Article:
This week’s pour-over roast at 1000 Faces Coffee features a Red Caturra variety courtesy of La Familia Ortega-Gomez, a multi-generational family producer from San Agustin, Huila. 1000 Faces, who has been serving coffee in the Athens area since 2006, does not try to hide the origin of this Columbian-based brew from local customers. In fact, they display the name proudly on the chalkboard above the register, right next to their own logo.
“That all kind of plays into how we buy coffee. It’s largely based on relationships and people, and it goes a bit beyond just a price or just that it tastes great,” said Ben Bowdoin, director of coffee at 1000 Faces. 1000 dollar loan.
1000 Faces employs various techniques to promote sustainability within their business including supporting relationships with coffee growers, using methods of reducing air pollution when roasting coffee beans on site and providing compost and recycling bins in their café.
In a market stained by environmental issues like deforestation and labor exploitation, it is vital that coffee businesses maintain these important relationships and take steps towards more sustainable practices. This is how 1000 Faces does that, from beans, to brew, to buyer.
Currently, there are few sustainability certifications for coffee businesses or farmers. Coffee buyers, like 1000 Faces Coffee, must personally verify if the beans have been grown with sustainable practices in mind.
“The funny thing about standards in the coffee business is there are not many, it’s very loosey goosey,” Bowdoin said. “Other than sort of the big two — if something is certified organic, or certified Fairtrade, those are like, tangible things.”
1000 Faces doesn’t have these certifications, which means that there is no way to truly know if the coffee beans they receive are grown with sustainable practices in mind.
In order to try to keep their own practices sustainable without a certification, 1000 Faces focuses on sustaining relationships with coffee growers.
According to Bowdoin, 1000 Faces will buy coffee from the same farms and farmers year after year, even if the beans change, in order to provide stability for both parties. 1000 Faces also participates in fair trade practices, including paying growers a livable wage.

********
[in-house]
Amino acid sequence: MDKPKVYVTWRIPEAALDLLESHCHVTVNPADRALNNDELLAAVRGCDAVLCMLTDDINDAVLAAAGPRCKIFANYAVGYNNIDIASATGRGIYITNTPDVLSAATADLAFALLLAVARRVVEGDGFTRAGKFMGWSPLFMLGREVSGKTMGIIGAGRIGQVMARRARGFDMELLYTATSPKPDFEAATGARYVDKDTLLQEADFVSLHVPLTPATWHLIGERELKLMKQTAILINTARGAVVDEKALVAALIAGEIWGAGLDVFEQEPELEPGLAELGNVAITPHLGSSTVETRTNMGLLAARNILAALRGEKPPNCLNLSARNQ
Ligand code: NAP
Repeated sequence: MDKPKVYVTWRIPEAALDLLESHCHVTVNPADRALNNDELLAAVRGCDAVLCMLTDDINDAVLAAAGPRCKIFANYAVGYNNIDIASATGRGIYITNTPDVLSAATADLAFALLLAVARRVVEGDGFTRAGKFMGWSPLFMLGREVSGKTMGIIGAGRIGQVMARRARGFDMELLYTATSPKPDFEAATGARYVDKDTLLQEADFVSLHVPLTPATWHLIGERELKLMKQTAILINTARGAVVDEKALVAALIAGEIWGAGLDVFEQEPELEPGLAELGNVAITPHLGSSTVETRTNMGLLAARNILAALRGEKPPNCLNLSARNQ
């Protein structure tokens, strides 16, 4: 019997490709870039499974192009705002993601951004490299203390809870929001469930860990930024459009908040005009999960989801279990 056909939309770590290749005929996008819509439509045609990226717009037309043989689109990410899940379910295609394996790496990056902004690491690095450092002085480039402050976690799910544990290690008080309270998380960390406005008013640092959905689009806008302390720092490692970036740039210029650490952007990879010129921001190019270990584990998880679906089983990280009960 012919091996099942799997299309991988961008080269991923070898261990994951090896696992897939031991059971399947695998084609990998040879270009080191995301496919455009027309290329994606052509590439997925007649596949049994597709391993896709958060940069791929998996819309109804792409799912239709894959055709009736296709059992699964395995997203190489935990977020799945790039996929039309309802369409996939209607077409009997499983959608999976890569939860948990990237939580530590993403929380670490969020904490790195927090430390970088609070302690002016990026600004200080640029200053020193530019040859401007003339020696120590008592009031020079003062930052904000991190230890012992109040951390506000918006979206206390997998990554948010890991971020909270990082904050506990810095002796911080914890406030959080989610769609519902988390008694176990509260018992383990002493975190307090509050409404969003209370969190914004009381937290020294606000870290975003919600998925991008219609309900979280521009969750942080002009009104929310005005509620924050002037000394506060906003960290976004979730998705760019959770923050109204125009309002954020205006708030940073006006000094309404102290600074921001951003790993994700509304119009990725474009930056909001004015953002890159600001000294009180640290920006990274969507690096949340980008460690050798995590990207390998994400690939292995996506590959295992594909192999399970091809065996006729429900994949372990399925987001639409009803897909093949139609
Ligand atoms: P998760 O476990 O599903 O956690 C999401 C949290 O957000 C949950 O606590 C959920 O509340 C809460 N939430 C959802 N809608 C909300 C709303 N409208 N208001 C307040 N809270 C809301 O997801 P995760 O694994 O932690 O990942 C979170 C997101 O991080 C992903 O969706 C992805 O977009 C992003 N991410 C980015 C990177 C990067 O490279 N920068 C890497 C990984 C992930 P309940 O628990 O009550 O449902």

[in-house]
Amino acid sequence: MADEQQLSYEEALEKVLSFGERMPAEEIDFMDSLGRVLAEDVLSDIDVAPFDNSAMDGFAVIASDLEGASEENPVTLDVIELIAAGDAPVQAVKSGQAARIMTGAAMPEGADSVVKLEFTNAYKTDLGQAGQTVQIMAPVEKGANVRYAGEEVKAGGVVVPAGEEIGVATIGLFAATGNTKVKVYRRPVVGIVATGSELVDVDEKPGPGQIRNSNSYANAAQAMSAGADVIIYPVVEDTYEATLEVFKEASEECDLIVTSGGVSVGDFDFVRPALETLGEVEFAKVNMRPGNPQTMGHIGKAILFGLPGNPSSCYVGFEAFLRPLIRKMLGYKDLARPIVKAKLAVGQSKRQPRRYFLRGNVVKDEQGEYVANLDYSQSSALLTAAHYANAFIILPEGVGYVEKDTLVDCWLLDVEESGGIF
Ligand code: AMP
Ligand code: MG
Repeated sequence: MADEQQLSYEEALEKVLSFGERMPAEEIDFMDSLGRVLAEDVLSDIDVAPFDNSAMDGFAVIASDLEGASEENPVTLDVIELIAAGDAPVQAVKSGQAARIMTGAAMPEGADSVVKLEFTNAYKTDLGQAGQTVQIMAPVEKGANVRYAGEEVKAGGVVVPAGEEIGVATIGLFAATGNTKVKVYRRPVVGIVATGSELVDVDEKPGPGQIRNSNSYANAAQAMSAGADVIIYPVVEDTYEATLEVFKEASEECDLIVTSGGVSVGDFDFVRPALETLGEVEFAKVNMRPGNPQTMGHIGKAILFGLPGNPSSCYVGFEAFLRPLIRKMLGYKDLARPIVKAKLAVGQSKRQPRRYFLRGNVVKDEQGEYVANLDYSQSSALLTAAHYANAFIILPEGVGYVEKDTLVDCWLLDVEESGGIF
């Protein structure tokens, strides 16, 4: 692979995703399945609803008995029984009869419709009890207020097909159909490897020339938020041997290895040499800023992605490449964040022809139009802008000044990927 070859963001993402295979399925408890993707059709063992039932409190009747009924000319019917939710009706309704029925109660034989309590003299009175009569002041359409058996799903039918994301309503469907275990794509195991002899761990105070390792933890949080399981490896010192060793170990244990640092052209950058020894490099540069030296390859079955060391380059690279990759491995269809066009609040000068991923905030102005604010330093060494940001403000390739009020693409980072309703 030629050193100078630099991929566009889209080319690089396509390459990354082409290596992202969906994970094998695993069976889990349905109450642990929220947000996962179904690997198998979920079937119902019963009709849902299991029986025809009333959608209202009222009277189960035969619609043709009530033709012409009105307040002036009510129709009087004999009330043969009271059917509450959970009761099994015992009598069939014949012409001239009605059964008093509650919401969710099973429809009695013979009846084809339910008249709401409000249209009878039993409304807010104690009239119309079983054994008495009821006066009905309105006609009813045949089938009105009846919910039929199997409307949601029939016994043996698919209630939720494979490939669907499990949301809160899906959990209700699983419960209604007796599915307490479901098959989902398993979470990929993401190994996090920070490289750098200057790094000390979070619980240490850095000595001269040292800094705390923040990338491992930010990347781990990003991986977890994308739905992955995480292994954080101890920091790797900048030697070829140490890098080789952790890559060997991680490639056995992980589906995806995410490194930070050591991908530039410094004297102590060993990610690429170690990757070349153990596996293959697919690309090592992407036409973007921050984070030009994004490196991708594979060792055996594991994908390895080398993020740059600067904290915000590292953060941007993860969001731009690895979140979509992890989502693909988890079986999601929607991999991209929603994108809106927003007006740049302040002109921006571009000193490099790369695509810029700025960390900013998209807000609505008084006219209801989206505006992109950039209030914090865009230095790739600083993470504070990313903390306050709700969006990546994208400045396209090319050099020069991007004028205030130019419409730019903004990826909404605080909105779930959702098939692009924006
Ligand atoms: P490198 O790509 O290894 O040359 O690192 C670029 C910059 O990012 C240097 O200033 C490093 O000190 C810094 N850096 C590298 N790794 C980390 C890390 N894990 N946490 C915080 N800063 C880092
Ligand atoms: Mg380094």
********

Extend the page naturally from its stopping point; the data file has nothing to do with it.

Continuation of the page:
“Think specialty coffee, as we’re doing it, trying to pay more money for coffee, trying to know where our products come from,” Bowdoin said.
These relationships allow 1000 Faces to verify for himself that standards are being upheld.
In order to reduce smoke and air pollution when roasting coffee beans, 1000 Faces Coffee uses an afterburner. Afterburners are devices that burn the air after roasting a second time in order to reduce smoke in the air. According to Coffee Tec, an afterburner will reduce smoke and smells from the air by 90%.
1000 Faces also roasts 5,500 pounds of coffee per month and composts as much of their coffee grounds as possible. Additional compost bins are stationed around the building for customers and employees to further reduce the amount of food waste and organic material reaching Athens-Clarke County landfills.
“All of the pucks, like from the espresso, any kind of like leftover ground coffee that we can’t use, we just dump that in the compost as well,” said Jose Peña, the front of house café manager at 1000 Faces.
Outside the roastery, Peña creates opportunities for customers to engage in sustainable practices. 1000 Faces Coffee provides compost bins in the café and compost bins specifically for paper towels in their bathrooms.
“I’m trying to find ways to kind of incorporate green practices throughout,” Peña said.
1000 Faces used to provide compostable cups as their to-go cups of choice. Management realized that customers leaving with their cups are less likely to encounter a compost bin like they would if they were dining in. The team decided to make the switch from compostable cups to recyclable cups in order to encourage customers to act more sustainably, since Bowdoin noted that recycling bins are more common than compost bins.
1000 Faces Coffee is challenged, as many businesses are, by a lack of resources to invest in sustainability. Peña and the rest of the staff believe that any changes they can implement, however small, will make a big difference in the long run.
“That has been like, a motto ever since 1000 Faces started, is taking care of the earth that, you know, grows this coffee for us,” said David Jobson, general manager of 1000 Faces Coffee.
Sophia Ralph, Victoria Andry, and Madeline Sparks are majoring in journalism at the University of Georgia.
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